Mitt Romney’s Last Stand

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Standing in front of hundreds of people at the University of Utah and thousands of people watching on TV and online, Mitt Romney laid down the strongest indictment of Donald Trump from a member of the Republican Party yet. Romney’s powerful speech denounced Trump in no uncertain terms, going further than any Republican has been willing to in this election cycle so far.

Although his attempt and attempts like it will likely fail–and some even argue that his speech could help Trump–Mitt Romney moved into uncharted territory for the party and its efforts to stop its front-runner. It’s now clear that Romney and many of his fellow more traditional Republicans won’t go down without a fight.

Romney described Trump using Trump’s own words–calling him a phony and a fraud–in an attempt to hurt his appeal as a straight-talking, anti-politician. Romney even threw in a couple sharp one-liners like, “His promises are as worthless as a degree from Trump University.” Despite a couple quick quips, Romney maintained his status as a well-respected and well-spoken conservative.

In his strongest criticism, Romney summed up what a Trump presidency would do to the country:

His domestic policies would lead to recession. His foreign policies would make America and the world less safe. He has neither the temperament nor the judgment to be president. And his personal qualities would mean that America would cease to be a shining city on a hill.

You can watch Romney’s speech below and read his prepared remarks here.

LIVE from the Hinckley Institute of Politics at University of Utah.

Posted by Mitt Romney on Thursday, March 3, 2016

In many ways, the content of Romney’s criticism was predictable. He reflected the many complaints that Republicans and even Democrats have with Trump. While there have been multiple big pushes in the “Never Trump” movement, Romney marks a large and visible step forward: the party’s most recent nominee wrote a speech meant specifically to take down Trump.

Along with Romney is the National Review’s editorial board, who published a blistering editorial making the distinctly conservative case against Donald Trump. On the morning of Romney’s speech, several prominent Republican national security leaders also signed an open letter denouncing Trump and his foreign policy views.

The emerging ‘stop Trump’ faction of the Republican Party is starting to make its efforts much more public than before and Mitt Romney’s speech may be the start of a very significant split in the party. Romney’s attack is in many ways unprecedented. The New York Times even asked several historians if they could draw a parallel from past elections and most found it very difficult to identify a case in which a prominent politician went after a person in his or her own party. While it may not end up being all that effective in terms of its consequences for Trump’s support, it is clear that Romney’s speech marks a pretty significant move from the Republican Party to thwart its front-runner.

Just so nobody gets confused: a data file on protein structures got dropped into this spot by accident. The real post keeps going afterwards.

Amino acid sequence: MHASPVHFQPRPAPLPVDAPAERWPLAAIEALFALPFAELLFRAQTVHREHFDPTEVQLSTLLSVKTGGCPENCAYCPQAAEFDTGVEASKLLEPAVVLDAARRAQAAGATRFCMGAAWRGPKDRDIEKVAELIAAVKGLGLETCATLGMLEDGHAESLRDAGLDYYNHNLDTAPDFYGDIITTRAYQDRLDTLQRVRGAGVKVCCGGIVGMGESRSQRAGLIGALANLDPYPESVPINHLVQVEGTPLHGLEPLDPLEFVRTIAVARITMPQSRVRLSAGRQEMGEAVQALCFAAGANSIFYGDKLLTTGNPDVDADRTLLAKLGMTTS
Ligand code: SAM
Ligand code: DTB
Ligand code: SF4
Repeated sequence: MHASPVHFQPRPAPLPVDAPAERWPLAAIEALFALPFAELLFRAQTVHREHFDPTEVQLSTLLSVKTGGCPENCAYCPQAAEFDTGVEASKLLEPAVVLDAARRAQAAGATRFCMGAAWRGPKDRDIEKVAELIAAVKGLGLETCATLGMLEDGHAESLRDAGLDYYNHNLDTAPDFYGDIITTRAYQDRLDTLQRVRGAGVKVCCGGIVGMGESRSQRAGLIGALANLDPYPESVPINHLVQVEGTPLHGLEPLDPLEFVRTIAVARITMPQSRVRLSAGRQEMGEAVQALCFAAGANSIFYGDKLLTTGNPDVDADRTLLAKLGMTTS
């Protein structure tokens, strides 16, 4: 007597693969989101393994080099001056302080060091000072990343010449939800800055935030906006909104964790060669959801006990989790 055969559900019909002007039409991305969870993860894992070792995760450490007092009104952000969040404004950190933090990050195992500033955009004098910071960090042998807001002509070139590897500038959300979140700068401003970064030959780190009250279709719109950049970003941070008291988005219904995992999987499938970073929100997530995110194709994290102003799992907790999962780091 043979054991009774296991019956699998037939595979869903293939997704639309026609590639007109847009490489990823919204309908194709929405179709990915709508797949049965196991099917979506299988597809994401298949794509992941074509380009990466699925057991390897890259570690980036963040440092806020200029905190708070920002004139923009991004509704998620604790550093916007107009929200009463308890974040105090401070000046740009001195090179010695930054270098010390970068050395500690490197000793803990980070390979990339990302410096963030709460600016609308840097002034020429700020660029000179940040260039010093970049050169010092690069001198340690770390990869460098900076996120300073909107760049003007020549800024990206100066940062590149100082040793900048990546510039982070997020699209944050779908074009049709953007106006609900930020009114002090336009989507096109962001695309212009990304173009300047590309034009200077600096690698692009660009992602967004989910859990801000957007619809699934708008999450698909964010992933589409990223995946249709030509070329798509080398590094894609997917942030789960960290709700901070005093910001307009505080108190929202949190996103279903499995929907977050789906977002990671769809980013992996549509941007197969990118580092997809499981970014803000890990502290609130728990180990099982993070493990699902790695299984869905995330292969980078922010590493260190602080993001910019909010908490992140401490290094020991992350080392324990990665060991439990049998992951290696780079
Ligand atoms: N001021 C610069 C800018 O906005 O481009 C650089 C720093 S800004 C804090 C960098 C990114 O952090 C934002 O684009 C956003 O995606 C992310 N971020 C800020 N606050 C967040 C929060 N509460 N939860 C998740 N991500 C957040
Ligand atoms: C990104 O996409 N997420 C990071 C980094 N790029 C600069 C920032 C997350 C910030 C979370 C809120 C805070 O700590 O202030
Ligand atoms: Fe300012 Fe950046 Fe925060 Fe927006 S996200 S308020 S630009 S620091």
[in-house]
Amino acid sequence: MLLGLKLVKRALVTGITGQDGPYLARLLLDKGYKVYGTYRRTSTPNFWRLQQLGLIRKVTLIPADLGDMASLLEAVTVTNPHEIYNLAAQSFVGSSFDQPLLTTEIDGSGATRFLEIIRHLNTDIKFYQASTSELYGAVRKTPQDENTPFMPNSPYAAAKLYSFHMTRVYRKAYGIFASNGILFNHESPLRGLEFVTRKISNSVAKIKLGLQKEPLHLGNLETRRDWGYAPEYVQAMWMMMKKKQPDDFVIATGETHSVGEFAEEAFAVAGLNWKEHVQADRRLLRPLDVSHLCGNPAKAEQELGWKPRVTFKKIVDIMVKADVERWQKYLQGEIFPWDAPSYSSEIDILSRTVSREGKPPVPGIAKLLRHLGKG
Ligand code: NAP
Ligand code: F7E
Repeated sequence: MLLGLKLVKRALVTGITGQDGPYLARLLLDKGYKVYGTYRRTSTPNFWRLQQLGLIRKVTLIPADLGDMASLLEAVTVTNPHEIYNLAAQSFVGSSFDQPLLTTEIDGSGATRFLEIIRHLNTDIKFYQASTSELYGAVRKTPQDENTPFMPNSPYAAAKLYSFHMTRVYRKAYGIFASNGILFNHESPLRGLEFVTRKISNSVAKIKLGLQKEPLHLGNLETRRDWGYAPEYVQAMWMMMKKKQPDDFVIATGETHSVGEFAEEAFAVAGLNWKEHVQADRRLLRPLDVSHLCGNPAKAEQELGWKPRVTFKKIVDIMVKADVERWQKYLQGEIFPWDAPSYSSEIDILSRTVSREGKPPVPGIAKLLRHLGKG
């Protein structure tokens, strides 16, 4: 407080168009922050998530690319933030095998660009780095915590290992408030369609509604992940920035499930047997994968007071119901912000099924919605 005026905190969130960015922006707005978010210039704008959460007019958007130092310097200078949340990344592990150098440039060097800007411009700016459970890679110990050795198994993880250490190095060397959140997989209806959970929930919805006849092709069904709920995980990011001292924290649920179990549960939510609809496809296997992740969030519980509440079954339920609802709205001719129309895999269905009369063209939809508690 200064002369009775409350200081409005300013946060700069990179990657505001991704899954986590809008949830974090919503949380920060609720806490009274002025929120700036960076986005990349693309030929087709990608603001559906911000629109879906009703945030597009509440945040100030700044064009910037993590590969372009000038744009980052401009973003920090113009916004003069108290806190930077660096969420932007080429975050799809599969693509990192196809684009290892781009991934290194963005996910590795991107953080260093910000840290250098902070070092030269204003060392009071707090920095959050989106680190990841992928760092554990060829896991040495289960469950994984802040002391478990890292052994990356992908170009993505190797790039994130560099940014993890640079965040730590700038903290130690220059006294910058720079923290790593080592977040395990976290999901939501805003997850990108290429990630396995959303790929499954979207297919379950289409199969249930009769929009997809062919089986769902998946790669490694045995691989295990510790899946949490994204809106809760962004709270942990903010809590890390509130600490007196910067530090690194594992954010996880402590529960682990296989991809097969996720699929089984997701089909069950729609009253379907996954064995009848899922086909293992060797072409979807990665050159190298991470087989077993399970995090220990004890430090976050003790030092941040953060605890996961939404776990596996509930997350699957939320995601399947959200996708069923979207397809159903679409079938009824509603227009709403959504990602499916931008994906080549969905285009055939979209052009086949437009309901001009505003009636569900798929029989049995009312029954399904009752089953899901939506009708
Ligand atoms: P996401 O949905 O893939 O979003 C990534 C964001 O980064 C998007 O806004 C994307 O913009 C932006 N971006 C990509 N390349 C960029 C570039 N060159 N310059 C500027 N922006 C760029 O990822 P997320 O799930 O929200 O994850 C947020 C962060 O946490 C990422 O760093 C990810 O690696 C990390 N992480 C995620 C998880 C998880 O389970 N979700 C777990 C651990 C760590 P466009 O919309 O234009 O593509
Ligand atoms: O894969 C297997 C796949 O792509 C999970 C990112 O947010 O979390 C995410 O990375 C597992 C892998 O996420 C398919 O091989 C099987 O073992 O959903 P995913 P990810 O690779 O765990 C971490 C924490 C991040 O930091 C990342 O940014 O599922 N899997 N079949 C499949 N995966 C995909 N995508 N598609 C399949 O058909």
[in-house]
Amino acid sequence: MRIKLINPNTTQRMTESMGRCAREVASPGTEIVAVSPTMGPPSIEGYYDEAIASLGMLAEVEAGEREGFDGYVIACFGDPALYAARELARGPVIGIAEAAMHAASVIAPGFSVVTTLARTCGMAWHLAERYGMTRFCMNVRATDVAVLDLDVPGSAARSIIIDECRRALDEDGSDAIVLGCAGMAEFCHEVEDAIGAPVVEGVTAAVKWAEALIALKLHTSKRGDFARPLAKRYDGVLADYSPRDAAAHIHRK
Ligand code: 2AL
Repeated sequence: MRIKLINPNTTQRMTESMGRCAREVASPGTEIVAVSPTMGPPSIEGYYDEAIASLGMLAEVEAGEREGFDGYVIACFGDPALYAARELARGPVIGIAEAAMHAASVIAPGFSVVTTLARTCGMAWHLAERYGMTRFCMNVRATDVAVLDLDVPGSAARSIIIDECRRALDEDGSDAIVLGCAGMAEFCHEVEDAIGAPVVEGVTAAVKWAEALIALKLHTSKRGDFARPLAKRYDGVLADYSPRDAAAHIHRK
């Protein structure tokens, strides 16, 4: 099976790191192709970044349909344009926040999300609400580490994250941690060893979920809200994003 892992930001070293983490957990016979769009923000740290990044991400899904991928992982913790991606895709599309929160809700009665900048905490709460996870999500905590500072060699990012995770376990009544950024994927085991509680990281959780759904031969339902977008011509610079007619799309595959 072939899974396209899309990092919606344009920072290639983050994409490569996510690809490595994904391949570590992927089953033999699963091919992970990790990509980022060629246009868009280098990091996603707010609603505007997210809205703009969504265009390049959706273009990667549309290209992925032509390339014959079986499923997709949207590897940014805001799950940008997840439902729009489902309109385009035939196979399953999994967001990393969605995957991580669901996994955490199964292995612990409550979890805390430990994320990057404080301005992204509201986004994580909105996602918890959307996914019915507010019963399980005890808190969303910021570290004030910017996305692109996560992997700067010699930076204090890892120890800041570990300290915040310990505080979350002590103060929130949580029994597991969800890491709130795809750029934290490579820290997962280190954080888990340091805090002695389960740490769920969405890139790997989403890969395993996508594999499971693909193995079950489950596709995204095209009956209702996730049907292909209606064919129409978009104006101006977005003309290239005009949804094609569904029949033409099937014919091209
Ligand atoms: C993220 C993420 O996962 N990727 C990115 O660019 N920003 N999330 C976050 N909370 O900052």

As this new faction comes together, so too does a new strategy to take down Trump. Republicans are calling for an all-out effort to prevent Trump from earning a majority of the delegates. Because party rules require an outright majority to win the nomination, members of the stop Trump coalition have started calling on people to vote for the most viable alternative in each state. In his speech, Mitt Romney made a similar case when he said, “Given the current delegate selection process, this means that I would vote for Marco Rubio in Florida, for John Kasich in Ohio, and for Ted Cruz or whichever one of the other two contenders has the best chance of beating Mr. Trump in a given state.”

As far-fetched as it may seem, it appears as if a contested convention is the only option for Trump’s opponents within the Republican Party. In the event that Trump does not have a majority of the delegates at the time of the convention, the delegates will participate in a second round of voting in which they are no longer bound to vote for a specific candidate. Some Republicans hope that if a contested convention occurs, elected Trump delegates could defect to support a more establishment-friendly candidate.

Not only did Romney advocate for such a strategy in his speech, he gave a hint, albeit a very subtle one, that he might be interested in coming in to save the party as a consensus candidate at the convention. He notes that this election has already broken from any sort of historical precedent and that a divided party in the primaries is preferable to one unified behind Trump.

Kevin Rizzo
Kevin Rizzo is the Crime in America Editor at Law Street Media. An Ohio Native, the George Washington University graduate is a founding member of the company. Contact Kevin at krizzo@LawStreetMedia.com.



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